Whitehall man reflects on career on, off the court
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Former Keystone Oaks assistant basketball coach Rick Tilves still remembers when he met a gangly freshman named Robert Brown.
“When he was in ninth and 10th grade we never thought he would be a Division I player,” Tilves said. “He just didn't have those abilities.
“Skip took it upon himself and working with the coaches at Keystone Oaks really developed in the long run to be an outstanding high school player.”
Focusing solely on basketball, “Skip” as he's affectionately called, worked relentlessly under the tutelage of highly successful head coach Rick Keebler.
“He was not an easy coach to play for,” Tilves said. “He was old school. He was rough. Skip took every butt of it.”
By his senior year, Brown was a 6-foot 10 center/forward and played in the 1978 Dapper Dan Roundball Classic as a highly sought-after college recruit.
“It was the second-largest crowd ever at the Civic Arena,” Brown said of the 13,676 fans in attendance for the ‘78 Classic.
Brown had 200 Division I scholarship offers, including one from Army, which was coached by Mike Krzyzewski at the time.
“I was deciding between Davidson, Army and the University of Connecticut,” Brown said.
As Mother Nature would dictate, Brown visited Davidson's campus in North Carolina after the season during winter, and fell in love not only with the weather, but the close-knit atmosphere at the liberal arts school.
“We were having a winter like we were right now, and I went down to Davidson in late March. Everything was green and blooming,” Brown said. “Plus, I liked the fact that it was a smaller school. It was the right fit. I got to play D-I ball and got to go to a great academic school.”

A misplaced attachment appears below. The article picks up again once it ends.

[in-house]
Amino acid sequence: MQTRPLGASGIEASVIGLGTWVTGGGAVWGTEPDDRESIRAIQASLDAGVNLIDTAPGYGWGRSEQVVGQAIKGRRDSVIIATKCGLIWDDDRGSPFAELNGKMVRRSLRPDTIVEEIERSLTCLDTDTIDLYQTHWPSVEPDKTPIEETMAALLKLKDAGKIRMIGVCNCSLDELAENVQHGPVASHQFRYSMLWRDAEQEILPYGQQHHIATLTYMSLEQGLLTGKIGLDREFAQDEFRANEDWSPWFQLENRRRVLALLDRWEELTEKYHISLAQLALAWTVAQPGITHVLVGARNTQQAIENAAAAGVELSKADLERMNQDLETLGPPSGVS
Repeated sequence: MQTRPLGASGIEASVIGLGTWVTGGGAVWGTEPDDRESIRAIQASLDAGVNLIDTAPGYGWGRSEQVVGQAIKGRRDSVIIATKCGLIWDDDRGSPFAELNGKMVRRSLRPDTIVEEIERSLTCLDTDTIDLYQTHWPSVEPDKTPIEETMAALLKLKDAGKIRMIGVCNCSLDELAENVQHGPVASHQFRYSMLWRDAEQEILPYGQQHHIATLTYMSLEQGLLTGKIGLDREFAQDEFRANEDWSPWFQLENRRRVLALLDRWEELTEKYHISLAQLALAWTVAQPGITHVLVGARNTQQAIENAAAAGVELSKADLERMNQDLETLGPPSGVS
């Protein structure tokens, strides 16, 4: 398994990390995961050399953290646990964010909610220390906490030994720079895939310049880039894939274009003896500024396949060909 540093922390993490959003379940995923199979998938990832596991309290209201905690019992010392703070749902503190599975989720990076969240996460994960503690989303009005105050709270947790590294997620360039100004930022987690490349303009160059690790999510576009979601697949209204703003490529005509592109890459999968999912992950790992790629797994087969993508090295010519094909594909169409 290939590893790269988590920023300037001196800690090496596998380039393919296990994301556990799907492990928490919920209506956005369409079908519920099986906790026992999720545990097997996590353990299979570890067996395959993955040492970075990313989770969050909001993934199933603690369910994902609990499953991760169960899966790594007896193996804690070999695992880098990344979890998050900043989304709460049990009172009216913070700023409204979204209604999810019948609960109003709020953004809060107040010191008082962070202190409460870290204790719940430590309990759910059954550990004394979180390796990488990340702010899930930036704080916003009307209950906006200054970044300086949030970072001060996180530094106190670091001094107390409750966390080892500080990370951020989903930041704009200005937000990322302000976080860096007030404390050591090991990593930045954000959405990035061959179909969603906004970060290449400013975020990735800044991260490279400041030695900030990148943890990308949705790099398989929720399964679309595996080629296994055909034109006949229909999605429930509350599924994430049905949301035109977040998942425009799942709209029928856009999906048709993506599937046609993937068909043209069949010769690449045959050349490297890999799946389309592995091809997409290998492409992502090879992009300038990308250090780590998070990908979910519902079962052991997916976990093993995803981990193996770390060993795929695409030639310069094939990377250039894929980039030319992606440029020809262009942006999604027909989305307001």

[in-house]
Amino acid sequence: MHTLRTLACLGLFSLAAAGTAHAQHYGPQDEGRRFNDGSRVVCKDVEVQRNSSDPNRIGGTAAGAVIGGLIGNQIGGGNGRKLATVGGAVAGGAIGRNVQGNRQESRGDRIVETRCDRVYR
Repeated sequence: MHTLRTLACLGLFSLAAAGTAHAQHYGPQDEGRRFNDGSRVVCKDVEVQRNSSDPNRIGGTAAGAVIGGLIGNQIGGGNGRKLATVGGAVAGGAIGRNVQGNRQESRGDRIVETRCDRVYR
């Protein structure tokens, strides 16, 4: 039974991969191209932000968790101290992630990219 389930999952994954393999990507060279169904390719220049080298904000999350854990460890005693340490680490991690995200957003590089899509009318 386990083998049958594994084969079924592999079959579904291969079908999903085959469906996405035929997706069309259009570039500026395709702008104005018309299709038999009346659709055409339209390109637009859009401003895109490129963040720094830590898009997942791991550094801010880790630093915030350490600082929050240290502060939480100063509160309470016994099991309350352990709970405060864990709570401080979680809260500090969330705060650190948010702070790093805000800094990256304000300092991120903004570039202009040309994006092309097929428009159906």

During his playing days for the Wildcats, Brown continued to develop as a player on the court, but more importantly off of it in the classroom.
“I learned to balance my priorities,” Brown said. “It was a challenge but it made me a better person in my life.”
The highlight of Brown's playing career at Davidson came during his senior year when the Wildcats battled the Digger Phelps-coached Notre Dame Fighting Irish to a 54-51 overtime victory.
“It was in the Charlotte Coliseum,” Brown said. “The Charlotte Coliseum at the time held a little over 10,000 people and it was sold out whenever we played Notre Dame.”
Moving back after graduating in 1983, Brown wanted to fill the void left by being done with basketball. After working for his father's grocery business, he decided to join the Castle Shannon Fire Department as a volunteer firefighter.
“Whenever you are done playing sports at a high level you sort of miss that,” Brown said. “I decided to try something different.
“What I found is firefighting is very similar in someways to basketball. You're dealing with a team of guys. You develop lifelong relationships. You work together as a team to protect lives and property.”
Brown moved to Whitehall in 1989, joining the Whitehall Fire Company, where he continued to be an outstanding firefighter in the community just as he was a basketball player a decade earlier.
“Skip as a firefighter, he was always involved with something no matter what it was,” Whitehall Fire Company chief Lee Price said. “He was always there to help someone or his community out.”
Retiring last year after 25 years due to an unexpected blood clot in his leg, Brown now spends his days as secretary for the company, while continuing to work for CA Technologies.
His son, Trey, currently swims for Baldwin, and Brown enjoys seeing him develop through sports as he did.
“I'm very proud of him,” Brown said of his son. “There's a lot of life-long lessons you can learn within athletics.”
Justin Criado is a freelance writer.
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